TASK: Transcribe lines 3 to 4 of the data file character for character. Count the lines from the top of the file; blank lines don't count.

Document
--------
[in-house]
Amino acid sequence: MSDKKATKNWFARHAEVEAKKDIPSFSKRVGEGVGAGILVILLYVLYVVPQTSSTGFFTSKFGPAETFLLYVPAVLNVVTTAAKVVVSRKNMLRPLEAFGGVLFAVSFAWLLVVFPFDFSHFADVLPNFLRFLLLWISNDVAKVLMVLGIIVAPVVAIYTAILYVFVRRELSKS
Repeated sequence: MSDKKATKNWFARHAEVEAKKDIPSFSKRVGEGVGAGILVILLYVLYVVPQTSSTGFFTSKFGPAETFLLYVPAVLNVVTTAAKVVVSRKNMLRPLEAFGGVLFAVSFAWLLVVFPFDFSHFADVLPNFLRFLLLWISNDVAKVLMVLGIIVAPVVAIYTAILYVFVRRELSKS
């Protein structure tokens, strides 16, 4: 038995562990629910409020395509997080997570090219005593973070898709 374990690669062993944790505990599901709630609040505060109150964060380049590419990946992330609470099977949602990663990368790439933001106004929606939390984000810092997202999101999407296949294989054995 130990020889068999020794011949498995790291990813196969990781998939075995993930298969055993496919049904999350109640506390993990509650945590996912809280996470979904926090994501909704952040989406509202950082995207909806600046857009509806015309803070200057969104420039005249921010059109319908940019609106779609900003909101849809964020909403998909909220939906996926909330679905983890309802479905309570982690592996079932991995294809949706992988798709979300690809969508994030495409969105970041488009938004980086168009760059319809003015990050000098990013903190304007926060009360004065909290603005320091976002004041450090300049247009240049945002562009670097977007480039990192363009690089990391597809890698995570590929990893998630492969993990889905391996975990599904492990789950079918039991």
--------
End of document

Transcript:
Repeated sequence: MSDKKATKNWFARHAEVEAKKDIPSFSKRVGEGVGAGILVILLYVLYVVPQTSSTGFFTSKFGPAETFLLYVPAVLNVVTTAAKVVVSRKNMLRPLEAFGGVLFAVSFAWLLVVFPFDFSHFADVLPNFLRFLLLWISNDVAKVLMVLGIIVAPVVAIYTAILYVFVRRELSKS
């Protein structure tokens, strides 16, 4: 038995562990629910409020395509997080997570090219005593973070898709 374990690669062993944790505990599901709630609040505060109150964060380049590419990946992330609470099977949602990663990368790439933001106004929606939390984000810092997202999101999407296949294989054995 130990020889068999020794011949498995790291990813196969990781998939075995993930298969055993496919049904999350109640506390993990509650945590996912809280996470979904926090994501909704952040989406509202950082995207909806600046857009509806015309803070200057969104420039005249921010059109319908940019609106779609900003909101849809964020909403998909909220939906996926909330679905983890309802479905309570982690592996079932991995294809949706992988798709979300690809969508994030495409969105970041488009938004980086168009760059319809003015990050000098990013903190304007926060009360004065909290603005320091976002004041450090300049247009240049945002562009670097977007480039990192363009690089990391597809890698995570590929990893998630492969993990889905391996975990599904492990789950079918039991």